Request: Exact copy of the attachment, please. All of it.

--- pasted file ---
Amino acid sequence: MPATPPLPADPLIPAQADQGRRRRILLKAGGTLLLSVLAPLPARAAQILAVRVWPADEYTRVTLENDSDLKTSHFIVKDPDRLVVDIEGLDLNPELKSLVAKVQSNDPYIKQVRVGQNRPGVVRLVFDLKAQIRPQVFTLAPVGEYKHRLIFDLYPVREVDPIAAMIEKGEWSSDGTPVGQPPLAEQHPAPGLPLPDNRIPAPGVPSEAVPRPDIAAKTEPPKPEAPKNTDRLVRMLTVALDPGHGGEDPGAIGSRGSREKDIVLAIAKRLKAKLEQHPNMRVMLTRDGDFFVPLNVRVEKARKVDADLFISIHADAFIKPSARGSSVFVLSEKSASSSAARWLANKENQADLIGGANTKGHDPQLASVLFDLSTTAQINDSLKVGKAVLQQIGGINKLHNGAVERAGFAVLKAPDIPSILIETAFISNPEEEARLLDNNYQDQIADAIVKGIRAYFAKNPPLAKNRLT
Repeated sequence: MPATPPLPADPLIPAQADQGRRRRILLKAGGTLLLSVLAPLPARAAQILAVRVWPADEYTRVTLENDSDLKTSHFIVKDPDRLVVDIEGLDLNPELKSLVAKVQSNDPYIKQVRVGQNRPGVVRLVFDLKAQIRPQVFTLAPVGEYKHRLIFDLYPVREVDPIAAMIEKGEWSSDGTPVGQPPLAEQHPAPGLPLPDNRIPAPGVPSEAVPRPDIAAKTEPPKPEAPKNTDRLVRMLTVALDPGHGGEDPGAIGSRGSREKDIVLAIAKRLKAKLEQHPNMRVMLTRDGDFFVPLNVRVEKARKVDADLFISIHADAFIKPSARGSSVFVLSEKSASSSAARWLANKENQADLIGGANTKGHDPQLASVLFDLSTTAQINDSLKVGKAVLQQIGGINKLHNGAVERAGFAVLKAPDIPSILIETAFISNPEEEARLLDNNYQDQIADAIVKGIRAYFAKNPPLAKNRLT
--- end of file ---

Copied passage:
Amino acid sequence: MPATPPLPADPLIPAQADQGRRRRILLKAGGTLLLSVLAPLPARAAQILAVRVWPADEYTRVTLENDSDLKTSHFIVKDPDRLVVDIEGLDLNPELKSLVAKVQSNDPYIKQVRVGQNRPGVVRLVFDLKAQIRPQVFTLAPVGEYKHRLIFDLYPVREVDPIAAMIEKGEWSSDGTPVGQPPLAEQHPAPGLPLPDNRIPAPGVPSEAVPRPDIAAKTEPPKPEAPKNTDRLVRMLTVALDPGHGGEDPGAIGSRGSREKDIVLAIAKRLKAKLEQHPNMRVMLTRDGDFFVPLNVRVEKARKVDADLFISIHADAFIKPSARGSSVFVLSEKSASSSAARWLANKENQADLIGGANTKGHDPQLASVLFDLSTTAQINDSLKVGKAVLQQIGGINKLHNGAVERAGFAVLKAPDIPSILIETAFISNPEEEARLLDNNYQDQIADAIVKGIRAYFAKNPPLAKNRLT
Repeated sequence: MPATPPLPADPLIPAQADQGRRRRILLKAGGTLLLSVLAPLPARAAQILAVRVWPADEYTRVTLENDSDLKTSHFIVKDPDRLVVDIEGLDLNPELKSLVAKVQSNDPYIKQVRVGQNRPGVVRLVFDLKAQIRPQVFTLAPVGEYKHRLIFDLYPVREVDPIAAMIEKGEWSSDGTPVGQPPLAEQHPAPGLPLPDNRIPAPGVPSEAVPRPDIAAKTEPPKPEAPKNTDRLVRMLTVALDPGHGGEDPGAIGSRGSREKDIVLAIAKRLKAKLEQHPNMRVMLTRDGDFFVPLNVRVEKARKVDADLFISIHADAFIKPSARGSSVFVLSEKSASSSAARWLANKENQADLIGGANTKGHDPQLASVLFDLSTTAQINDSLKVGKAVLQQIGGINKLHNGAVERAGFAVLKAPDIPSILIETAFISNPEEEARLLDNNYQDQIADAIVKGIRAYFAKNPPLAKNRLT